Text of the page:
I can give you over 43 million reasons, Howie. That's as in the $43 million-plus in lawsuit payouts Joe's cost the county. Then there's the incompetence of Joe's regime, the 40,000 unserved felony warrants outstanding, the costly, still-unexplained adventure in Honduras, the retribution against his enemies, the cruelty of his jails, the unconstitutional sweeps targeting Latinos. Christ, what do you have to do, catch him biting the heads off dachshunds?
But what's really unfair and asinine about Fischer's statement is that Saban has been making his case about why he should be sheriff instead of our corrupt top cop, but reporters haven't been covering him on the stump. And worse, no one has been pressuring Joe as to why he's not accepted Saban's challenge to debate. Back in June, Saban sent a registered letter to Arpaio laying down the gauntlet, and proposing seven debates. (You can read the letter for yourself, here.) To date, neither Arpaio nor any of his flunkies has responded.
When I asked Joe at one of his book signings why he hadn't responded to Saban's letter, he rolled his eyes, said he gets a lot of letters, then refused to answer any follow-up. Why aren't other reporters pressuring Arpaio on why he won't debate Dan Saban? Are they afraid of losing their access to the MCSO by doing so? Why don't you ask him next time you see him, Howie?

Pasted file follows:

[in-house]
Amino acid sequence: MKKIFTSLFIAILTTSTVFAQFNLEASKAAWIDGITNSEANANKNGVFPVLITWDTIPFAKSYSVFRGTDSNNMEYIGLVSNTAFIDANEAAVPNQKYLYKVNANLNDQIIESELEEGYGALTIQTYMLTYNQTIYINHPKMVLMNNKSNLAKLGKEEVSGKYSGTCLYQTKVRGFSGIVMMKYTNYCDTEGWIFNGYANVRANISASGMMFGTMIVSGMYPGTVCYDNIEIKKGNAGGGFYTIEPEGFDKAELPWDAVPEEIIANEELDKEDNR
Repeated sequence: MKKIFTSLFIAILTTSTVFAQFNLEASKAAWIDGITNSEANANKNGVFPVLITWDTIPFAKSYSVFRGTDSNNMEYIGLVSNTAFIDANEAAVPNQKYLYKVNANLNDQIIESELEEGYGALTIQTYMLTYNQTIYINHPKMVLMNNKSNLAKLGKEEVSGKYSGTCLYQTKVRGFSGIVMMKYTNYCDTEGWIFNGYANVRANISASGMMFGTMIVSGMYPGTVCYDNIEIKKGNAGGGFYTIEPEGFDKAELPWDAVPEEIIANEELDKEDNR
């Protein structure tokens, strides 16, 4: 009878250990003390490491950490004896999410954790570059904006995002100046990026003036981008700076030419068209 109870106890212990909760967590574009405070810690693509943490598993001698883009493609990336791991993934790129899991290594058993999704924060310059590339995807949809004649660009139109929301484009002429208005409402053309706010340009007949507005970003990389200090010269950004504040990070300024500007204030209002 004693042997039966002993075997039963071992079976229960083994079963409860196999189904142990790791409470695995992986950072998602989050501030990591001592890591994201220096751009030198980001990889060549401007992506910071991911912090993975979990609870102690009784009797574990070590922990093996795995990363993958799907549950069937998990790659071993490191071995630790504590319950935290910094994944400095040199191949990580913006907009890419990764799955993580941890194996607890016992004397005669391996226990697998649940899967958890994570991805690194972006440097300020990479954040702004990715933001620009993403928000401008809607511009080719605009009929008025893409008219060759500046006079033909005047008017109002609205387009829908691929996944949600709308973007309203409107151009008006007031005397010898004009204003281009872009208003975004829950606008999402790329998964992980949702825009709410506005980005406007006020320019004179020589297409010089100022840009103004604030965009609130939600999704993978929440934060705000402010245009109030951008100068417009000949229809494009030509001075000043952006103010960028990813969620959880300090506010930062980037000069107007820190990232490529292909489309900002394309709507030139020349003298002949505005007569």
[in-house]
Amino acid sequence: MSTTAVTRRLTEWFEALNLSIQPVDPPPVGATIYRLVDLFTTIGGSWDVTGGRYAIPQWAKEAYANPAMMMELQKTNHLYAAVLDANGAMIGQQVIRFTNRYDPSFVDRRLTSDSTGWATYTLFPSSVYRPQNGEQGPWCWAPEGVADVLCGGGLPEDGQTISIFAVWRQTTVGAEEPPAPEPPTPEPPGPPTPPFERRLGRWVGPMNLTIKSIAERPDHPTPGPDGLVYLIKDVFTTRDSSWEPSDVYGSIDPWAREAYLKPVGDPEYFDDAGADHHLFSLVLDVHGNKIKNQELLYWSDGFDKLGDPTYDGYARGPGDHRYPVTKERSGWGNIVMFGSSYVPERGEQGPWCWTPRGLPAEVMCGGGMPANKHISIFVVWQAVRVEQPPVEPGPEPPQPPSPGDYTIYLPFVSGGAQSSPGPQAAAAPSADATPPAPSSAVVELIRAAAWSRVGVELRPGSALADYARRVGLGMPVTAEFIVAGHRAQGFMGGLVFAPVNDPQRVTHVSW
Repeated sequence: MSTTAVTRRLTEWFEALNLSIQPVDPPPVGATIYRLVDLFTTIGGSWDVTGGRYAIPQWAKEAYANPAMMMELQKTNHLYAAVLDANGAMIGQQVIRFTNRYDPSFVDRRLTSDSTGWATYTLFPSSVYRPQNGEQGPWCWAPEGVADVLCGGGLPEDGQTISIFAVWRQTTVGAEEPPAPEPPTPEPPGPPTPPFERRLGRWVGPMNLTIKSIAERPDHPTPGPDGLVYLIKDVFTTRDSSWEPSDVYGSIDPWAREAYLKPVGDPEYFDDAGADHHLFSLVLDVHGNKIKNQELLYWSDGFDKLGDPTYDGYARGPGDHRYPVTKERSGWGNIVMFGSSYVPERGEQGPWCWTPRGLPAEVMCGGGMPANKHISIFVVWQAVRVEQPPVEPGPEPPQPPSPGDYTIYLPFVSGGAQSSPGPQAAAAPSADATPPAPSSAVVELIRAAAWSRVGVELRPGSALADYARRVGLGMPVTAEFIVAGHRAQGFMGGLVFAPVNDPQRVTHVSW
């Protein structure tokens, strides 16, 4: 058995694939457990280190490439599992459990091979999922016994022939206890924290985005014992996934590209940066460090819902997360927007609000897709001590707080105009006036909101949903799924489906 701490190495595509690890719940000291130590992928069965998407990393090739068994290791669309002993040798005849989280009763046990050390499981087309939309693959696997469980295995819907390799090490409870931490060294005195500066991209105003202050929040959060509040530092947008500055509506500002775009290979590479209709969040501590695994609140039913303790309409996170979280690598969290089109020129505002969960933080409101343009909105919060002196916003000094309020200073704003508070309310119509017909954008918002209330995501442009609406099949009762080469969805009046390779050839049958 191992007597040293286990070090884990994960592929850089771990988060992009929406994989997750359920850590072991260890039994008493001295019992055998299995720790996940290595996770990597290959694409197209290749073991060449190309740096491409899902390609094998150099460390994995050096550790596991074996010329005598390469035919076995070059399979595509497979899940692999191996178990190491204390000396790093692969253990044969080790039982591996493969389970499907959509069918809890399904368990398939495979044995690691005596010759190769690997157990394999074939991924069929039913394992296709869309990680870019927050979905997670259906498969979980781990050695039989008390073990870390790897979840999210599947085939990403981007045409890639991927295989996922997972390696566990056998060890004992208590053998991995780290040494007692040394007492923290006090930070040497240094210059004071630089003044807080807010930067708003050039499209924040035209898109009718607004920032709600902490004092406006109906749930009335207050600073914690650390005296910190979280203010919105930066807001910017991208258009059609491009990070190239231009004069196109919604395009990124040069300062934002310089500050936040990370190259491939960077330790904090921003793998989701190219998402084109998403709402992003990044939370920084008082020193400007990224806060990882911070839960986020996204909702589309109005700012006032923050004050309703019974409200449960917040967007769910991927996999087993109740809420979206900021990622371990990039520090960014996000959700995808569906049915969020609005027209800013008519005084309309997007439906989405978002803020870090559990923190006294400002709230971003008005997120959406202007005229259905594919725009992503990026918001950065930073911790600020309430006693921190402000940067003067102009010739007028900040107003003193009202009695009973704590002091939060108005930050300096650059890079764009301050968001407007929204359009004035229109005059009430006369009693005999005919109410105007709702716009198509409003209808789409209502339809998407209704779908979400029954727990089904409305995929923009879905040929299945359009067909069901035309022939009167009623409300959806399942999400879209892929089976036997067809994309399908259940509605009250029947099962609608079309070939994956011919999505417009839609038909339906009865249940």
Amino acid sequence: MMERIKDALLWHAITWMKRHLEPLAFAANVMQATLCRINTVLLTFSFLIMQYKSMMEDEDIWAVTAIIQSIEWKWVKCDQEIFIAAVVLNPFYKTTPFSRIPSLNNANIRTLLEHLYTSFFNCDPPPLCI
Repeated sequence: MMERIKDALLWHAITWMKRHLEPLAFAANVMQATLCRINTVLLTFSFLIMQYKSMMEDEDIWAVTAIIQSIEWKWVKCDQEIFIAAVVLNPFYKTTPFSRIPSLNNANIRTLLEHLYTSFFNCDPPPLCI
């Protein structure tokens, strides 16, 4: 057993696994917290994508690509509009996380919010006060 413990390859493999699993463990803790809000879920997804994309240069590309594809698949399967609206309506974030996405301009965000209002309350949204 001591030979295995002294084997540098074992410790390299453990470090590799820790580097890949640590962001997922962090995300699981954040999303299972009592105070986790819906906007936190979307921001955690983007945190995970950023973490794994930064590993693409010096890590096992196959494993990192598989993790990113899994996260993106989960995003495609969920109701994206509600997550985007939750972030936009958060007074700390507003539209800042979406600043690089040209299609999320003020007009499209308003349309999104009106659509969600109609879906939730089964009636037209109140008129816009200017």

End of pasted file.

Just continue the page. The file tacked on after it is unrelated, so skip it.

At a community forum in Sun City, which took place at the same time of the Sheriff's Office's August sweep in Surprise, someone placed an Arpaio bobble head doll on the table next to Saban to represent the absent sheriff. See, the Sun City event would have been one of the seven debates Saban suggested, if Arpaio'd been man enough to take him up on 'em.
During his address to the 100 or so present, Saban spoke passionately of the dollars and cents reasons why Joe needs to be replaced, and why he would put professionalism over the sort of ego-burnishing Arpaio prefers. He addressed the lawsuits, the outstanding warrants, immigration, and sheriff's office perks, like Arpaio's tony Wells Fargo offices and the sheriff's six-person PR team, which markets the county lawman nationally and internationally. He concluded by informing listeners that when he becomes sheriff, the gimmicks will go out the door.
"It’s time to trade pink underwear for pink slips," he told them.
Afterward, he didn't mince words about the sheriff's failure to debate him.
"He’s a coward," Saban said of Arpaio. "Clearly, when you watch his tactics and the way he operates. He’s not man-to-man. Come out, let’s go. You’re the self-appointed toughest sheriff in America, why would you fear a mere mortal like me?"